Alcohol, rituals and spiritual world in ancient China and beyond: An interdisciplinary perspective

Archaeology Center
Monday, April 15, 2019 12:00 AM
Stanford Archaeology Center, Freeman Spogli Institute for International Studies, The Confucius Institute

Over the past two decades, archaeologists and cultural anthropologists have increasingly stressed that alcohol—the most widely used psychoactive agent—played an immensely important role in the social, economic, spiritual, and political arenas of ancient cultures. Its production and consumption was an integral part of rituals and competitive feasting, a social regulatory mechanism in hierarchical societies, and possibly one of the motivational factors for the development of early agricultural economy.

The use of alcohol is nearly a universal human behavior, and China assumes one of the earliest places in the archaeological record for this practice, dating to as early as 9000 years ago. Multiple types of alcoholic beverages also appeared in the earliest writings of the late Shang dynasty some 3200 years ago. Alcohol may have played an important political role in ancestral rituals and feasts throughout the Neolithic and dynastic times, which helped to legitimize the political power of the elites and kings. However, our understandings of prehistoric alcohol production in general still remain sporadic. This problem is primarily because of the insufficient research on this subject, as compared with some regions in other parts of the world.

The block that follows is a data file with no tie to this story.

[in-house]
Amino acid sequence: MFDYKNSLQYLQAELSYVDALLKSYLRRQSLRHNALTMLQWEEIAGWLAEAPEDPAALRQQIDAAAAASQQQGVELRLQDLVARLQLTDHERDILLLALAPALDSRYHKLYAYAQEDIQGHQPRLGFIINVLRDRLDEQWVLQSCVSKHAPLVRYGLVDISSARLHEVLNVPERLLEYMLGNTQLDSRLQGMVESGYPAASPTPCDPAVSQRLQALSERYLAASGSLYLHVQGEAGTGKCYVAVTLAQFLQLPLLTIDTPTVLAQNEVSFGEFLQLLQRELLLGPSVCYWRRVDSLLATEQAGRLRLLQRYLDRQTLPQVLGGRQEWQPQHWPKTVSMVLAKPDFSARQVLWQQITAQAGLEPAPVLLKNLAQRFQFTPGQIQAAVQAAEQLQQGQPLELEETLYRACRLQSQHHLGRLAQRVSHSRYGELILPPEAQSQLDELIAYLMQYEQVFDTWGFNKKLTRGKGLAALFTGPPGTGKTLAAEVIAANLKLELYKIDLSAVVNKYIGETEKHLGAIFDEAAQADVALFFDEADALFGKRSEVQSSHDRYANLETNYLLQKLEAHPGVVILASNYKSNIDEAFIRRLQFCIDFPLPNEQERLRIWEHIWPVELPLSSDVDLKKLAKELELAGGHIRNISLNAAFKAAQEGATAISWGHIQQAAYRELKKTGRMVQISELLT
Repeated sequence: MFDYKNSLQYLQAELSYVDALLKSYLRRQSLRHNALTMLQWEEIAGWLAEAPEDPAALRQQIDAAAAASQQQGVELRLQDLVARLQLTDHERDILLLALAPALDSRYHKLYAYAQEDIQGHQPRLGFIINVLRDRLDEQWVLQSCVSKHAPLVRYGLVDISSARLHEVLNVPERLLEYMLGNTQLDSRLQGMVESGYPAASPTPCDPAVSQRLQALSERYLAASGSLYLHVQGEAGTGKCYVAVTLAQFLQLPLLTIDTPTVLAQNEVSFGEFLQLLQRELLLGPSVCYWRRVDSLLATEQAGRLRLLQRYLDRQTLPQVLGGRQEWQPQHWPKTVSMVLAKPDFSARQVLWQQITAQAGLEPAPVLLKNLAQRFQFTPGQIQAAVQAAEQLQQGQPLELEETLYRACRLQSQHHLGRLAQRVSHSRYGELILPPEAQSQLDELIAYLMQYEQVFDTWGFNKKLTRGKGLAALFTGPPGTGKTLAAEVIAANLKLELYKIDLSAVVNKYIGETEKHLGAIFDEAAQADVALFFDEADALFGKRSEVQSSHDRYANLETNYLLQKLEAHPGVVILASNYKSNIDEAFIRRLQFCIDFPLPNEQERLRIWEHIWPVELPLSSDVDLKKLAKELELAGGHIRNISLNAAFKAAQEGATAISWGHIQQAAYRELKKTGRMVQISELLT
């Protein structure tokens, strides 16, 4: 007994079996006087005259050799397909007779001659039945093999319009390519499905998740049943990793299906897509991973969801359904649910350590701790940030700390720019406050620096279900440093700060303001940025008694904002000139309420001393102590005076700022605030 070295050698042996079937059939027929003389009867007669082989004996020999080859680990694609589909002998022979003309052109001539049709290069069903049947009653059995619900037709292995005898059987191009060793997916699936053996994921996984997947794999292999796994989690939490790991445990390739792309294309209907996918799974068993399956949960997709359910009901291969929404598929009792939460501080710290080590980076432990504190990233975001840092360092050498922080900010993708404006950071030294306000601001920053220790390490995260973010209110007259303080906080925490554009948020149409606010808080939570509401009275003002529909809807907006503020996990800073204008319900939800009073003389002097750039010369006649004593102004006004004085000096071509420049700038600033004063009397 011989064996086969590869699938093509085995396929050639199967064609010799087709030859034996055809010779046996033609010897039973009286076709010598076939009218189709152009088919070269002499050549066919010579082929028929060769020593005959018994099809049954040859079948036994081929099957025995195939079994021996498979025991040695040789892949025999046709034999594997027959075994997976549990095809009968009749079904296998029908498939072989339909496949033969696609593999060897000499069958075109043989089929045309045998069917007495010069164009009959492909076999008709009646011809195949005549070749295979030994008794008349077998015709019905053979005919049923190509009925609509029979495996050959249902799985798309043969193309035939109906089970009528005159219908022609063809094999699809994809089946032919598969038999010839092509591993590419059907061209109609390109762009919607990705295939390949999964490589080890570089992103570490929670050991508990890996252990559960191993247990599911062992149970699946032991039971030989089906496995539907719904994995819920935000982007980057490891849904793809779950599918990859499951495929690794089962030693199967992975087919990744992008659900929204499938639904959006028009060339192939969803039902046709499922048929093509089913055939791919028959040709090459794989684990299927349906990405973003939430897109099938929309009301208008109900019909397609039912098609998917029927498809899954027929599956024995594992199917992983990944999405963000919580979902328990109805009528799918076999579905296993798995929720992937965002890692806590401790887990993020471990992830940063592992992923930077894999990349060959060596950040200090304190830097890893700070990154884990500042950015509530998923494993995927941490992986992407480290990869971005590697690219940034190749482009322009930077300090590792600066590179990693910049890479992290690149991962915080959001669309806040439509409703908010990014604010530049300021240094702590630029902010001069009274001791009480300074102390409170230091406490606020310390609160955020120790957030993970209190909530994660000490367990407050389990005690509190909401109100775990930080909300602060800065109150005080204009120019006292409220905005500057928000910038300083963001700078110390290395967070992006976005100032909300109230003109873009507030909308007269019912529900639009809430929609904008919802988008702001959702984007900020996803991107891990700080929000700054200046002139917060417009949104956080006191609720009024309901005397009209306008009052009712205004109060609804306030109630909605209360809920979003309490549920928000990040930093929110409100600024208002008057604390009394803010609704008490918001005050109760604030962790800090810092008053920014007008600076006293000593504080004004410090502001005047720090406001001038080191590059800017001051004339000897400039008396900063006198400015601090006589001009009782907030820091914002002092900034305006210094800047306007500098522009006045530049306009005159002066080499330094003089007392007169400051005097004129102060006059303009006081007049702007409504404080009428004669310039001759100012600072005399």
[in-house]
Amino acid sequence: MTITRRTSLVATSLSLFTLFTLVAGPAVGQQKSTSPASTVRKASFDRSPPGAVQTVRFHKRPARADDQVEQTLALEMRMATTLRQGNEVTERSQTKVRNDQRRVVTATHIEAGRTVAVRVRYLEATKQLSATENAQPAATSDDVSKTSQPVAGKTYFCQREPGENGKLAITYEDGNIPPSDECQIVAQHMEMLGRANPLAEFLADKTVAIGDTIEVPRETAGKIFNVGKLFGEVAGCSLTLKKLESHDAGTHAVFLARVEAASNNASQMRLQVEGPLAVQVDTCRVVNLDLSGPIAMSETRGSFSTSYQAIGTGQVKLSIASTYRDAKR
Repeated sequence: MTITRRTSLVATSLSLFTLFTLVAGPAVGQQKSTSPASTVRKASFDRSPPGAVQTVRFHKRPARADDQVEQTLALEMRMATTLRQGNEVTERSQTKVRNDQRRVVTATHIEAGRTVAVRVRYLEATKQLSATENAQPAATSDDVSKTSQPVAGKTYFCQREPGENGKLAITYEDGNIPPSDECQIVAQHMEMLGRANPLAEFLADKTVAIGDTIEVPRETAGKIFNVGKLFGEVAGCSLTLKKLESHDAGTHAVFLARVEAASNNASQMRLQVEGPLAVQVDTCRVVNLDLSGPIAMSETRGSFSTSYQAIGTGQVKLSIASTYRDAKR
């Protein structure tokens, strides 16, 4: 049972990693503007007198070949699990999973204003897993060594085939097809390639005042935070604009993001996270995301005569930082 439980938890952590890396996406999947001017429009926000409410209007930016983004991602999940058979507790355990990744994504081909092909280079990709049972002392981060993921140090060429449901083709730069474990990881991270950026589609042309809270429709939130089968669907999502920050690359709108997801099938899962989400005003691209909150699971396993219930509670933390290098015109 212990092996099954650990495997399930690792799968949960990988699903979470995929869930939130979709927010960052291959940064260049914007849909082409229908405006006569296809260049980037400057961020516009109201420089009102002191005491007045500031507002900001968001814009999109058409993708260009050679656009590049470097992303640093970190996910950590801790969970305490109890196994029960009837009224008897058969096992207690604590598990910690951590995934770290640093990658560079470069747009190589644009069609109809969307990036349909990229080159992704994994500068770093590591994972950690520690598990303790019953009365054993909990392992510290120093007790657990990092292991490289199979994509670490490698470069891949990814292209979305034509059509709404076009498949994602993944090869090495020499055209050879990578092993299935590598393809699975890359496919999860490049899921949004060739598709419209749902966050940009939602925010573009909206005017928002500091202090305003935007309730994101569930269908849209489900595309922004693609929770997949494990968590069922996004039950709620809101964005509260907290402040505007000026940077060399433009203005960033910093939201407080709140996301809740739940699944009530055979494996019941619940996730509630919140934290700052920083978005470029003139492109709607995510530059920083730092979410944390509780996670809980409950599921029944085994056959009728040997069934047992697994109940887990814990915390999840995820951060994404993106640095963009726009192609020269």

The major aim of this conference is to better understand methodological and theoretical issues in ancient alcohol production and rituals in light of new fieldwork, new sites, and new analytical techniques. It is also important to investigate this cultural development in China from a global perspective, and interactions involving the use of alcohol between China and other parts of the world

in ancient times. Recent developments in archaeological science provide exciting techniques in identifying the remains of ancient beer, wine, and other fermented beverages. Many case studies of early alcohol remains in China and other parts of the world also facilitate cross-regional comparison. By bringing together a diverse international group of archaeologists to consider this topic of common interest, the conference will provide an important platform for international scholarly exchange.

We also intend to publish the papers as a special issue in a reputable international journal.

The full program can be found here.